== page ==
It is a new calendar year, which means the Royals are technically UNDEFEATED this year. The team can put its 104-loss season in the rearview mirror as they look to make progress in a season that Dayton Moore denies is a rebuilding season, but is definitely a rebuilding season. What will be the storylines this year?
How high is the upside for Adalberto Mondesí?
It is not hard to get excited about the potential of Adalberto Mondesí after he hit .276/.306/.498 with 14 homers, 32 steals and 3.2 WAR in just 75 big league games last year. The switch-hitting shortstop is still just 23 years old and flashes a unique blend of ball-jumps-off-the-bat power, blazing speed, and “how’d he do that?” defense. His BABIP was a bit high at .341 last year, suggesting some regression, although his speed may be the reason for the high BABIP, and not just dumb luck.
What will limit his potential is pitch recognition, something he still struggled with last season with a 3.7% walk rate and 26.4% strikeout rate. He had the ninth-worst walk rate among players with at least 250 plate appearances and was sixth in swing-and-miss rate. While a low walk-rate will limit offensive potential, there is some evidence that Mondesí improved as the season went on. It is not uncommon to see young players improve their walk rate a bit, and even if Mondesí always posts a fairly low rate, he can still be a very valuable player due to his power, speed, and defense.
The Royals will want to see if slugger Ryan O’Hearn and pitcher Brad Keller can also show their 2018 seasons were not a fluke, but Mondesí has superstar potential and if the Royals are going to contend in a few years, they will need him to reach something close to that potential.
Can relying on speed work?
The Royals have certainly doubled-down on speed, signing Billy Hamilton, Chris Owings, and Terrance Gore so far this off-season. There is no doubt the Royals should be the fastest team in baseball, possibly capable of stealing 200 bases as a team. This comes at a time in which teams are getting away from the stolen base - last year saw the fewest stolen bases-per-game in baseball since 1972. Stolen base have less value now with balls flying out of ballparks, scoring a run with one swing of the bat.
But Dayton Moore will try to zig when others will zag. He explained to MLB.com reporter Jeffrey Flanagan that the Royals need to excel at some aspect of the game:
If we can play elite defense and have an elite base stealing team, that can separate us. You don’t want to be average at a bunch of things. I think we were at times average at things over the last year.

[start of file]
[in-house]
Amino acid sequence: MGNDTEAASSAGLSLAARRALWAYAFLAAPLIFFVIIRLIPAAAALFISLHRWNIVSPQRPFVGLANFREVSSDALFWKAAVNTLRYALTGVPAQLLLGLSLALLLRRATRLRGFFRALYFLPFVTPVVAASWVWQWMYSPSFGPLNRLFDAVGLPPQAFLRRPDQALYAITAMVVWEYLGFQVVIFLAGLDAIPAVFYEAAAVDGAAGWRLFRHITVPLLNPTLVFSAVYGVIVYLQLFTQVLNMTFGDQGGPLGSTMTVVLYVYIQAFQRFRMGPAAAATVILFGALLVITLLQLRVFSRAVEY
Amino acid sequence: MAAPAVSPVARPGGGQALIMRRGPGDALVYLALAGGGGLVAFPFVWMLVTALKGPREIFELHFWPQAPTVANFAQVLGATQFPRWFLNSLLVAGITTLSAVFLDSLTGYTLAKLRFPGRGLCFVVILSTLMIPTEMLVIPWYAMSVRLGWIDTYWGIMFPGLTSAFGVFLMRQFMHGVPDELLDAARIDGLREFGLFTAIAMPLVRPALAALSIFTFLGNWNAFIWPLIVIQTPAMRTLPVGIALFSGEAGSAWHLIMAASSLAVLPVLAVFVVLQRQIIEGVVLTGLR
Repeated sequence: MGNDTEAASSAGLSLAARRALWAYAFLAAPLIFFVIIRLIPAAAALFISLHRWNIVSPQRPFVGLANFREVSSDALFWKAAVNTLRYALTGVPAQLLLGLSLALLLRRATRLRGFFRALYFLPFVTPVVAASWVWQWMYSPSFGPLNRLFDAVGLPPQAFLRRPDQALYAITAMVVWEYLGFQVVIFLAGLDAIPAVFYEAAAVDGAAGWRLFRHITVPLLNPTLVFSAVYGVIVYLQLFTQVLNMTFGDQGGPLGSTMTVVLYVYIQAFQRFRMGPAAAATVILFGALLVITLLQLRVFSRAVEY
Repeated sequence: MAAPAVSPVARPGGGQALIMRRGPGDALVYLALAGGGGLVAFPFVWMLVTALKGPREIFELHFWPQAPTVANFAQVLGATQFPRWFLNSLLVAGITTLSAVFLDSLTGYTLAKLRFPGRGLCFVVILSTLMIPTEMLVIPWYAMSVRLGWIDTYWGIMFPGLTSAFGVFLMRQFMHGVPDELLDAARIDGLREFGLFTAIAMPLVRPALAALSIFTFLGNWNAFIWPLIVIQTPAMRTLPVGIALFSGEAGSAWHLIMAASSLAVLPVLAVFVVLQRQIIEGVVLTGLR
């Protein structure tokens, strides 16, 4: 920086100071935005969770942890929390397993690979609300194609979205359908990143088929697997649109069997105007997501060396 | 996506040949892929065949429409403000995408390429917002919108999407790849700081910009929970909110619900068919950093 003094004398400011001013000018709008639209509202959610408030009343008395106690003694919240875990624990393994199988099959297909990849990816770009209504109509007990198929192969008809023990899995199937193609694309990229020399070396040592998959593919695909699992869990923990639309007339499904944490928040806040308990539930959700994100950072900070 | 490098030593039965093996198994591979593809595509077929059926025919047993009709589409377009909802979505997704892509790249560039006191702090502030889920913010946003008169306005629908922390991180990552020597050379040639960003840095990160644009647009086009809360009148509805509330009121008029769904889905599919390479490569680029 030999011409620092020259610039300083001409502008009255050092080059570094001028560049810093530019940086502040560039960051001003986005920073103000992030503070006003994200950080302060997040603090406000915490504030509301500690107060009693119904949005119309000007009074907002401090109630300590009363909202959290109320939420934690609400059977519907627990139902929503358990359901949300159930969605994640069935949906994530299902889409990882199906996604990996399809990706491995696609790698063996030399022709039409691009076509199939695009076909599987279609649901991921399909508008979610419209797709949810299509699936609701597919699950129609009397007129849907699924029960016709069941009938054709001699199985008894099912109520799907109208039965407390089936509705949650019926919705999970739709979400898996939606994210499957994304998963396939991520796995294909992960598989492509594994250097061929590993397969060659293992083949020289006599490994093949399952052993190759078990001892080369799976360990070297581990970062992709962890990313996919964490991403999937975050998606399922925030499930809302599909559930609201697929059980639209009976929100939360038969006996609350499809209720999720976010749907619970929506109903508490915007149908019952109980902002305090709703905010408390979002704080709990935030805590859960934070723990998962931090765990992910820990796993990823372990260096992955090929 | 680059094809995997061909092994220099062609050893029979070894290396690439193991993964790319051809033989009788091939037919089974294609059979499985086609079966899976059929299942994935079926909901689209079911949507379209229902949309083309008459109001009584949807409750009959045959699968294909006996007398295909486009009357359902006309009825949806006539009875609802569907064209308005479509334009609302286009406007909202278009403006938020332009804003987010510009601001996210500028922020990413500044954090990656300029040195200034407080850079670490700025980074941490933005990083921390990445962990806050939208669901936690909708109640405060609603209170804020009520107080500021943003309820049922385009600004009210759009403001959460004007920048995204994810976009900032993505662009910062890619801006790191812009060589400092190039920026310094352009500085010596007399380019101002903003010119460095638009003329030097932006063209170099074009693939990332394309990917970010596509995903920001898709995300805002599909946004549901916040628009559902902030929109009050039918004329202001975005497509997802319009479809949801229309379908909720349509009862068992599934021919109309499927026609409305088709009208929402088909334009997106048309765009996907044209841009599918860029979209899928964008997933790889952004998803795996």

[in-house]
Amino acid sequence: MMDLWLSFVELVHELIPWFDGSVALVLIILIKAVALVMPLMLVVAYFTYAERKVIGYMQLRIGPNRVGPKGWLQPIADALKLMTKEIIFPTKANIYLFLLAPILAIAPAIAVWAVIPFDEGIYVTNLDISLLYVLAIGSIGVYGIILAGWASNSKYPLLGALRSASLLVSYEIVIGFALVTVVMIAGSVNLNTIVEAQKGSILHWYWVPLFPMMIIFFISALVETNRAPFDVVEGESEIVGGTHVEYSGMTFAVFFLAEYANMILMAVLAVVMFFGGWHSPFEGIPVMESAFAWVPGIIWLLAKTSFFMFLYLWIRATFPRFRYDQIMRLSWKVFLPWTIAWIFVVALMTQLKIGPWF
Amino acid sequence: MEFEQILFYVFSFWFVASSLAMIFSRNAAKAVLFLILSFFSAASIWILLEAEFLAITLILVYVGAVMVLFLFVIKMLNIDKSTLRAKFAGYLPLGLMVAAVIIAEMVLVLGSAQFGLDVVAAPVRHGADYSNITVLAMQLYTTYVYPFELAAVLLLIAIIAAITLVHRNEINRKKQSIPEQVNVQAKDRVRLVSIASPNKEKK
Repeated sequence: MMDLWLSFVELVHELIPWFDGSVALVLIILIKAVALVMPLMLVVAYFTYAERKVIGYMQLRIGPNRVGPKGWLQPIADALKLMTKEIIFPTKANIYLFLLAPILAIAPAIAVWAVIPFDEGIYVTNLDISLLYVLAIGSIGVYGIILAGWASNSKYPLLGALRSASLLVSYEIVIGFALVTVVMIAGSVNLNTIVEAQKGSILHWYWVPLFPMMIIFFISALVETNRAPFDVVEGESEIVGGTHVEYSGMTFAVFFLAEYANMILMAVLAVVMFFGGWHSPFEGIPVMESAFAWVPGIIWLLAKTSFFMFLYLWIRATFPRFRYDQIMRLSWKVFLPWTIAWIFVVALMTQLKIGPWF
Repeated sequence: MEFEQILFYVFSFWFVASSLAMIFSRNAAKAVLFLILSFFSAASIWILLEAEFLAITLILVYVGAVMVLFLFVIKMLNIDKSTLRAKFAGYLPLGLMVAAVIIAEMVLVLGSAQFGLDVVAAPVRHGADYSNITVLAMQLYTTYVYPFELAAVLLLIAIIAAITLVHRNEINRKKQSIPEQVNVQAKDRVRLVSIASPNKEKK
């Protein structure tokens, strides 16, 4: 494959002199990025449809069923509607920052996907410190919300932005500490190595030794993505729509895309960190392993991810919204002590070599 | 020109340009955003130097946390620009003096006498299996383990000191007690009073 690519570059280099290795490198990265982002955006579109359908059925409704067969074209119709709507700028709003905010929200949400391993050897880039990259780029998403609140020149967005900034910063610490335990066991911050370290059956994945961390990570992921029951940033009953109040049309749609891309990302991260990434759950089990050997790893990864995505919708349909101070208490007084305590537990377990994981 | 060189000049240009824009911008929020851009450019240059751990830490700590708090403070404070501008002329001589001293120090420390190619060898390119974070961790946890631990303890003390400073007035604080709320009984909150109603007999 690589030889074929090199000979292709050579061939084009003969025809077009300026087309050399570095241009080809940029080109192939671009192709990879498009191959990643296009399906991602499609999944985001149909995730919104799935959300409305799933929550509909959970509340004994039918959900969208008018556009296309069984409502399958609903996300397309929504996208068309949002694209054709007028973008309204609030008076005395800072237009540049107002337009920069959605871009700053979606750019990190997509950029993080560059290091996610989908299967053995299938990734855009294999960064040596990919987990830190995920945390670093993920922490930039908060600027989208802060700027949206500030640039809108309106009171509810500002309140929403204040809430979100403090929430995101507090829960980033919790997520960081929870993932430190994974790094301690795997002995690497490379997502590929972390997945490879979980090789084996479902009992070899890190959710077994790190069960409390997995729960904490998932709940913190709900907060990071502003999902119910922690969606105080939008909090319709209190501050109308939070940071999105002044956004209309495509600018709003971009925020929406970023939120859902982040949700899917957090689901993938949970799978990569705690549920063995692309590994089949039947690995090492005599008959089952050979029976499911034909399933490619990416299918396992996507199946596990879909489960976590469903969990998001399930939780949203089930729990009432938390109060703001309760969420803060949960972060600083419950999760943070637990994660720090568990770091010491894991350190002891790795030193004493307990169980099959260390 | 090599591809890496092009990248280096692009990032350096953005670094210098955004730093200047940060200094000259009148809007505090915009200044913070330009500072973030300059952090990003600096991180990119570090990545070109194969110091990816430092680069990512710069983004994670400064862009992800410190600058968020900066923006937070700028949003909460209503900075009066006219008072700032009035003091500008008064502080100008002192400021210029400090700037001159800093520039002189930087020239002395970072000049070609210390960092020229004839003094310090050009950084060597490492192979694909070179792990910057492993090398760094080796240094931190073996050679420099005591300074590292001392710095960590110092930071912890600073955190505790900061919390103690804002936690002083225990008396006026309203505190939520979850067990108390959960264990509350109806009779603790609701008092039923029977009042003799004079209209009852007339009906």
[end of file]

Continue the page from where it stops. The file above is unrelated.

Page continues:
The Royals will certainly bring an exciting brand of baseball once they get on the basepaths, but will they get on base enough for it to matter? They were fourth-worst in on-base percentage last year and Whit Merrifield and Jorge Soler are the only Royals hitters who project to post an on-base percentage of .320 or greater next year, according to Steamer. Speedster Billy Hamilton has a career on-base percentage below .300, as do Mondesí and Brett Phillips in limited Major League action. Relying on speed may be an interesting experiment borne out of desperation, but it could be quite fun to watch, even if it doesn’t produce a lot more runs.
How will outfield playing time shake out?
A year ago the Royals were so thin in their outfield they started Paulo Orlando on Opening Day and had to claim outfielder Abraham Almonte off waivers in April and give him over 150 plate appearances. Since then, they got Jorge Bonifacio back from suspension, traded for Brian Goodwin and Brett Phillips, and signed Hamilton, Owings, and Gore.
With Alex Gordon likely to start in left field, Billy Hamilton expected to start in center, and Jorge Soler likely getting the bulk of his time at designated hitter, that leaves just one spot left, with Goodwin, Phillips, and Bonifacio likely vying for the right field job. Goodwin is out of options, while the latter two can still be sent to the minors, which will matter for the purposes of keeping inventory.
But both Bonifacio and Phillips will be 25 come May and already have over 600 plate appearances each at the AAA-level. As the Royals try to build their team back up with homegrown talent, they will want to get a long look at what each can do. Perhaps this will all work itself out - Jorge Soler and Brian Goodwin have a history of injuries. But how the Royals balance playing time for their younger players will be something to watch for.
Which Danny Duffy will we get?
Duffy has shown flashes of brilliance, but his career has been marked by inconsistency. He has qualified for the ERA title just once and has never made as many as 30 starts in a season. He looked to be vaulting his career in 2016-2017 when he posted a 3.64 ERA and 7.0 total WAR over those two seasons, a performance impressive enough to land him a five-year, $65 million deal.
But Duffy struggled in the early part of 2018 and finished with a 4.88 ERA in 28 starts before he was shut down in August with a shoulder injury. His strikeout numbers were still strong, but his velocity was down from 2016 and his command was off with a walk rate of 4.0 per-nine-innings, his highest since 2013.
The Royals have committed to Duffy on a long-term deal, which suggests they think he’ll be part of the team when they are contenders again. But they’ll need him to live up to his end of the bargain, especially considering the thin state of pitching depth in the organization.
Will Whit Merrifield be traded?
Dayton Moore said he would not trade Whit Merrifield at the deadline last summer, saying “we need him in our city and on our team”, but he didn’t shut the door on ever trading Whit. While he likely isn’t actively shopping the American League hits and stolen base leader, he is listening in case he is blown away by an offer. A free agent market strong in second basemen may make it difficult to get such an offer this winter, but things could change by this summer.